manipulates the three trees and it is a bit different depending on whether you
give the command a file path or not. So, let's look at both examples separately.
git checkout [branch]
git checkout [branch] is pretty similar to running
git reset --hard [branch] in that it updates all three trees for
you to look like
[branch], but there are two important differences.
checkout is working
directory safe in this invocation. It will check to make sure it's not blowing
away files that have changes to them. Actually, this is a subtle difference,
because it will update all of the working directory except the files you've
modified if it can - it will do a trivial merge between what you're checking
out and what's already there. In this case,
reset --hard will
simply replace everything across the board without checking.
The second important difference is how it updates HEAD. Where
will move the branch that HEAD points to,
checkout will move HEAD
itself to point to another branch.
For instance, if we have two branches, 'master'
and 'develop' pointing at different commits, and we're currently on 'develop'
(so HEAD points to it) and we run
git reset master, 'develop' itself
will now point to the same commit that 'master' does.
On the other hand, if we instead run
git checkout master, 'develop'
will not move, HEAD itself will. HEAD will now point to 'master'. So, in both
cases we're moving HEAD to point to commit A, but how we do so is very
reset will move the branch HEAD points to,
checkout moves HEAD itself to point to another branch.
git checkout [branch] file
The other way to run
checkout is with a file path, which like
reset, does not move HEAD. It is just like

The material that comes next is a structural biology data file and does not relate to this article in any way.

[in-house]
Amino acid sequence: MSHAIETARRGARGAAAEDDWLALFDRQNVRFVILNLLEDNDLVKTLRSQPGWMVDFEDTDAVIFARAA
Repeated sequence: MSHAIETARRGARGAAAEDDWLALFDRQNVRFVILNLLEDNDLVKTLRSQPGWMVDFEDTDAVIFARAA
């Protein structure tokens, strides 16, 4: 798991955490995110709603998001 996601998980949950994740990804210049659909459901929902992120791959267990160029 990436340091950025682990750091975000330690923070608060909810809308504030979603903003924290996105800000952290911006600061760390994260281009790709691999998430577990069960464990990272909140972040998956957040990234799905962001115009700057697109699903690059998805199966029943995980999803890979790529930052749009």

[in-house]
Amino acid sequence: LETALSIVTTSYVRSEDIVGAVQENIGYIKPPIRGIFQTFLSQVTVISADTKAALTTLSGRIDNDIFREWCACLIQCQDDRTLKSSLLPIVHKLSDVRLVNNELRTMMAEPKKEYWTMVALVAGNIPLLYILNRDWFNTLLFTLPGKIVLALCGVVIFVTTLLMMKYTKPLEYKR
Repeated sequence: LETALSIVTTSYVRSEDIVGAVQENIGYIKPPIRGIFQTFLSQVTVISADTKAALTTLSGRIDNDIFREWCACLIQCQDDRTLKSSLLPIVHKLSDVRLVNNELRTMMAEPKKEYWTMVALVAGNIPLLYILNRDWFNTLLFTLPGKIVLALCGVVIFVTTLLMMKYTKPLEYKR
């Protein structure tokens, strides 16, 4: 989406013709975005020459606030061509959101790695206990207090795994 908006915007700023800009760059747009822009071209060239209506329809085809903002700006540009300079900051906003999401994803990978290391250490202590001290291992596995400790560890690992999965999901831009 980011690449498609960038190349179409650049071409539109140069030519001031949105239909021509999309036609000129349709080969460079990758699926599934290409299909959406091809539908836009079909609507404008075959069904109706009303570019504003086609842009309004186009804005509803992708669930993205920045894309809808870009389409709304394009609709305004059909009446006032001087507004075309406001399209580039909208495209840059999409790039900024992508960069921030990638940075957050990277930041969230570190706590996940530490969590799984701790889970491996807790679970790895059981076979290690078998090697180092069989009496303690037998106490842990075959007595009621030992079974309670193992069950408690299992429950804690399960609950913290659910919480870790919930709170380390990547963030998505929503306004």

git reset [branch] file
in that it updates the index with that file at that commit, but it also
overwrites the file in the working directory. Think of it like
git reset --hard [branch] file - it would be exactly the same thing,
it is also not working directory safe and it also does not move HEAD. The only
difference is that
reset with a file name will not accept
so you can't actually run that.
git reset and
will accept a
--patch option to allow you to selectively revert file
contents on a hunk-by-hunk basis.
Cheaters Gonna Cheat
Hopefully now you understand and feel more comfortable with the
reset command, but are probably still a little confused about how
exactly it differs from
checkout and could not possibly remember
all the rules of the different invocations.
So to help you out, I've created something that I pretty much hate, which
is a table. However, if you've followed the article at all, it may be a useful
cheat sheet or reminder. The table shows each class of the
checkout commands and which of the three trees it updates.
Pay especial attention to the 'WD Safe?' column - if it's red, really think about it before you run that command.
|head||index||work dir||wd safe|
|reset --soft [commit]||REF||NO||NO||YES|
|reset --hard [commit]||REF||YES||YES||NO|
|reset (commit) [file]||NO||YES||NO||YES|
|checkout (commit) [file]||NO||YES||YES||NO|
Good night, and good luck.